Forest Park will celebrate its fifth annual Juneteenth celebration Saturday, June 22 at the Forest Park Aquatic Center.
Juneteenth is the holiday, officially celebrated in 42 states, that began as a way to commemorate the end of slavery in the state of Texas in 1865. Though the Emancipation Proclamation was declared in 1863, Robert E. Lee had surrendered and the Civil War had ended in April, 1865, it wasn’t until two months later that 2,000 Union soldiers sailed to Galveston and made it clear that slavery was over in the state of Texas.
“Large regions of Texas didn’t hear about the end of the Civil War,” said Forest Park Kiwanis Club member Jerry Lordan, who taught history at Fenwick High School for many years.
Forest Park Commissioner Rory Hoskins, himself a Galveston native, started Forest Park’s first Juneteenth pool party in 2009. But it has grown and is now co-sponsored by the Kiwanis Club and the Park District of Forest Park, with support from Forest Park Elementary School District 91 and the Forest Park Public Library.
“A pool party is significant because the last facilities to be integrated during the civil rights movement were swimming pools,” Lordan said.
It was on June 19, 1865 when Union General Gordon Ranger read a statement from a balcony declaring “All slaves are free,” and “The freedmen are advised to remain quietly at their present homes and work for wages.” The 13th Amendment ending slavery was ratified in December 1865.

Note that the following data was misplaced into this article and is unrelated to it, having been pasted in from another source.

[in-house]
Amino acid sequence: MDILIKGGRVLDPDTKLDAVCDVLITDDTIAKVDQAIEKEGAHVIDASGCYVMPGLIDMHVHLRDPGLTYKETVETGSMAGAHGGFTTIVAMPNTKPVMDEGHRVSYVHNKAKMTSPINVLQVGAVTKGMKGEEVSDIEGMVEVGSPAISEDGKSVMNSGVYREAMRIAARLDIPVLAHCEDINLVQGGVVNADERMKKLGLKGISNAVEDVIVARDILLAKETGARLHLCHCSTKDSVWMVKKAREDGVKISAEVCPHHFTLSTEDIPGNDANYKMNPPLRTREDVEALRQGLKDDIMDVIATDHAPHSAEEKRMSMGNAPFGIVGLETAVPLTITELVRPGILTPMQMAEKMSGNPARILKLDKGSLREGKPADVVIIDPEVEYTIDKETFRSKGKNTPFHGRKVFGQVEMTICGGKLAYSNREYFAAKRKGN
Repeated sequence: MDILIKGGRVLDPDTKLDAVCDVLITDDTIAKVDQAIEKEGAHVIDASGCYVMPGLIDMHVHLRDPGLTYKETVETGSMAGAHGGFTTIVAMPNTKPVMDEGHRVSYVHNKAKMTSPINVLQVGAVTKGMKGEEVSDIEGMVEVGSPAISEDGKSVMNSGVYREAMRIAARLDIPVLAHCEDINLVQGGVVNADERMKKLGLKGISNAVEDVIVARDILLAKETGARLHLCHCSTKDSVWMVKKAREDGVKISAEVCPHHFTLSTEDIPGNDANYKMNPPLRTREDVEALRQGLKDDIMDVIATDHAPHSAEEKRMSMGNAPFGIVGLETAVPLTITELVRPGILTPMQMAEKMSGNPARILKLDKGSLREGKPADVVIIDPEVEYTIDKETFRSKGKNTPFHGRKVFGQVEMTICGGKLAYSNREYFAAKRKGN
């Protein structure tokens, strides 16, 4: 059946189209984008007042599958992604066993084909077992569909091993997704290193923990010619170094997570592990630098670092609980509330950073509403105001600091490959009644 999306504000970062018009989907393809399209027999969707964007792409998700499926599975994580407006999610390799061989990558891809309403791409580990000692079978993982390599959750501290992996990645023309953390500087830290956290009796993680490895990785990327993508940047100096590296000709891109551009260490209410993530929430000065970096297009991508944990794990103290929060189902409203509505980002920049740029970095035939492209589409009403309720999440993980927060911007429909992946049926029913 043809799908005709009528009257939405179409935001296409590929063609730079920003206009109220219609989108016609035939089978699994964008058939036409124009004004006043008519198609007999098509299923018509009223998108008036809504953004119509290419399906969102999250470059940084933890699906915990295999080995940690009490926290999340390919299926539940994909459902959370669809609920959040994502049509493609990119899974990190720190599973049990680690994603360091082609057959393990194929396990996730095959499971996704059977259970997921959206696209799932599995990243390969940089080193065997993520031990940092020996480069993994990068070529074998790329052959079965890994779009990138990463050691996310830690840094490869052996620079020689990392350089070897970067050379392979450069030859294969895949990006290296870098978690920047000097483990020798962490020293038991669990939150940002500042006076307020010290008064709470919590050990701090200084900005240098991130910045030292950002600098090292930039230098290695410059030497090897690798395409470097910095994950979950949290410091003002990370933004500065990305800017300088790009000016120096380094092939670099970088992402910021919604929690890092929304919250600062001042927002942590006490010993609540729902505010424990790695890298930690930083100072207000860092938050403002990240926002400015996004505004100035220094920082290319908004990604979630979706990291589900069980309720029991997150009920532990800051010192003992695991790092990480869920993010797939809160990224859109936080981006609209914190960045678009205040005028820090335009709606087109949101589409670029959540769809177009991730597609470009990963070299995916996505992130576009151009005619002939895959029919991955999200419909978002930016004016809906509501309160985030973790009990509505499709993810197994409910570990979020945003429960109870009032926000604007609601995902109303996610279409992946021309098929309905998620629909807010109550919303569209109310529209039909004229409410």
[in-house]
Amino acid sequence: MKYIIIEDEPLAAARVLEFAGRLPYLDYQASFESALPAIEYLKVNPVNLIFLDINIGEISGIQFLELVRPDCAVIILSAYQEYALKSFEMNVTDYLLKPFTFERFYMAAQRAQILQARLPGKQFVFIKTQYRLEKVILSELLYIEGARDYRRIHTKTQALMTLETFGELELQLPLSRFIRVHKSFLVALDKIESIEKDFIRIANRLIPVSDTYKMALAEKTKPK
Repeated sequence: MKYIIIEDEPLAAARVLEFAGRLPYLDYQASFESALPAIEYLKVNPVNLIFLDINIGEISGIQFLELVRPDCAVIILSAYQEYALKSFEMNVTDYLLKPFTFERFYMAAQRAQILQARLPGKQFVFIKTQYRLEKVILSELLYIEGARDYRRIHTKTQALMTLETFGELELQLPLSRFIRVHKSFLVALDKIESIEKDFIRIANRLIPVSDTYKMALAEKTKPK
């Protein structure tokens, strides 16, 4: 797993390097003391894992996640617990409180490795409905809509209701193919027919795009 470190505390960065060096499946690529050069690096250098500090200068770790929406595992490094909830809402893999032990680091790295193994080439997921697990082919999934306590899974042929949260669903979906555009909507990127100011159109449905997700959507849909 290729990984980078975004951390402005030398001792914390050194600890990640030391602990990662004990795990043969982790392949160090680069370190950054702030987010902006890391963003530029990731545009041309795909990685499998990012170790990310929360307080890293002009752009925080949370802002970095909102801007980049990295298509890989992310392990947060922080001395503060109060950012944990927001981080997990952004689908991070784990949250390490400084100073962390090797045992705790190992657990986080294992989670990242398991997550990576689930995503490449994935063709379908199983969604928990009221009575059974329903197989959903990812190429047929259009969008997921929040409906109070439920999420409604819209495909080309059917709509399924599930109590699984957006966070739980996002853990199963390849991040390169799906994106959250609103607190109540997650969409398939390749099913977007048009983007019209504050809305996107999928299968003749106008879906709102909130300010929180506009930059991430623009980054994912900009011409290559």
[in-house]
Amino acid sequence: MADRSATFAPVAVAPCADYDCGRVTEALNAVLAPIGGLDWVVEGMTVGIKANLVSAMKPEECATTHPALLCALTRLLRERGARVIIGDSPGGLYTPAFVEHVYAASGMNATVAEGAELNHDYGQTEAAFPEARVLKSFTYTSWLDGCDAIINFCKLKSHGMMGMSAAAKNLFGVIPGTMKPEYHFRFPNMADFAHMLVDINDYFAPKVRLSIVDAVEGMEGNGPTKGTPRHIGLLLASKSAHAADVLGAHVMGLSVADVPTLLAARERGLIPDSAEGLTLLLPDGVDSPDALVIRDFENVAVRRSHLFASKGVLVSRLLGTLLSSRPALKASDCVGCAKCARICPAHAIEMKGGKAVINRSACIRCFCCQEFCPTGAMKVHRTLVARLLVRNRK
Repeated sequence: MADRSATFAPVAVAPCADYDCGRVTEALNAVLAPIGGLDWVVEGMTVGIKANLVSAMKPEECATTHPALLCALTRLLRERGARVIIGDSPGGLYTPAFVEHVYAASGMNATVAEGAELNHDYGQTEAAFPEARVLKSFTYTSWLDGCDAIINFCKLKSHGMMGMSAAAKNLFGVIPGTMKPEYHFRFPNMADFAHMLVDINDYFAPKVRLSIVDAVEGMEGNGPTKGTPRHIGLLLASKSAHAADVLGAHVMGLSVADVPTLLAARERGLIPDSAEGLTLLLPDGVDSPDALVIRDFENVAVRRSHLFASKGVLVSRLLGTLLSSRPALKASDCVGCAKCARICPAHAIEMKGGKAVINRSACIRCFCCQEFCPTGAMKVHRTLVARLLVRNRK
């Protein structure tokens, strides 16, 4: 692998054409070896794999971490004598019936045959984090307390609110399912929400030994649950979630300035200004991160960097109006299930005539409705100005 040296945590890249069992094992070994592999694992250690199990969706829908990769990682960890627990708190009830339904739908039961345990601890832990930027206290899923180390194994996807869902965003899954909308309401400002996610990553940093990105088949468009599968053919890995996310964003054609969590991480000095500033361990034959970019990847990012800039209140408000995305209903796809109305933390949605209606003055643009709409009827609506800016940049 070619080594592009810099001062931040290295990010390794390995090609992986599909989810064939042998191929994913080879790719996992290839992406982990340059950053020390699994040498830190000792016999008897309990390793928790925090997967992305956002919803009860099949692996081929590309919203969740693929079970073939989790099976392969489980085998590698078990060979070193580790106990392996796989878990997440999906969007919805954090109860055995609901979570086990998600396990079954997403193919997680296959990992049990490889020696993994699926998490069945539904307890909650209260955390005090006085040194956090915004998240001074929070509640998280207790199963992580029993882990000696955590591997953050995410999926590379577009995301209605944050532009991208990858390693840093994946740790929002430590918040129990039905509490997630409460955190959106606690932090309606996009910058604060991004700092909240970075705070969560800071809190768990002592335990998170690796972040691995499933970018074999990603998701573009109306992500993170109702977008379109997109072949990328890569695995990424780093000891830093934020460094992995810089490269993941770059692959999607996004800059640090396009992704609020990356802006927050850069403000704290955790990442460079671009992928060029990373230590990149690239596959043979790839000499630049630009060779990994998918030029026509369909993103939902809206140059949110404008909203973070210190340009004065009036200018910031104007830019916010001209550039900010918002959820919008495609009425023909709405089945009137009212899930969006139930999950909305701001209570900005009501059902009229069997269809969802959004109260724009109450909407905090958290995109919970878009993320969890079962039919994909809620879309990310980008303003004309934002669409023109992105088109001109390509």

Jubilation broke out in Texas and a yearly celebration was born across Texas and neighboring states. Celebrants gave the holiday a nickname, mashing up the words “June” and “Nineteenth.”
Juneteenth has been an African-American tradition in Texas since the late 19th century. In Illinois it is officially celebrated on the third Saturday of June. In 2003, then State Senator Barack Obama introduced a bill in the state legislature making Juneteenth an official holiday in Illinois.
The Forest Park event begins at 8:15 p.m. It is family-centered and involves free hot dogs, a raffle, deejay, and giveaways. Families can swim for free until 11 p.m. A number of local businesses sponsor the event, including Forest Park National Bank, Ferrara Candy Company, Mohr Oil, Leonard Creative Works, MB Financial, Consolidated Auto Service Center, Ultra Foods, the Forest Park Review, Oak Park Regional Housing Center and Walgreens.
The Forest Park Library has developed a special display of books and magazines about Juneteenth this week.
Juneteenth is celebrated in all manner of ways across the U.S., Hoskins said last year.
In Galveston, where he grew up, the festival stretches out for a week, “almost like Mardi Gras in New Orleans.” Festivities range from a one-day street fair, like the event held in Chicago’s Austin neighborhood last weekend, or can involve parades, beauty pageants, a reading of the Emancipation Proclamation and scholarship awards.
For Hoskins, the Juneteenth pool party is a way for the Village of Forest Park to celebrate a holiday with special significance for African Americans. The Martin Luther King holiday is held in cold weather in January, and Juneteenth lets participants enjoy outdoor family activities, he said.
But multi-cultural organizers insist Juneteenth is an event for everyone. For the past four years, the crowd has been multi-ethnic. The event is supported by Forest Park Police and is family-oriented. Hoskins said Juneteenth has never had problems with crashers causing trouble.
Forest Park Kiwanis Club and other sponsors are developing Juneteenth traditions for neighboring towns.
“I think it’s important for Forest Park to take the lead in celebrating Juneteenth,” said Lordan. “It’s still relatively new in Chicago.”
The year 2015 marks the 150th anniversary of the end of slavery in the U.S. and the 150th anniversary of Juneteenth. Plans are being hatched with local historical societies to create a Juneteenth parade stretching through Oak Park, Forest Park, Maywood and Chicago’s Austin neighborhood, Lordan said.
This article has been updated to include correct start and ending times for the Juneteenth event.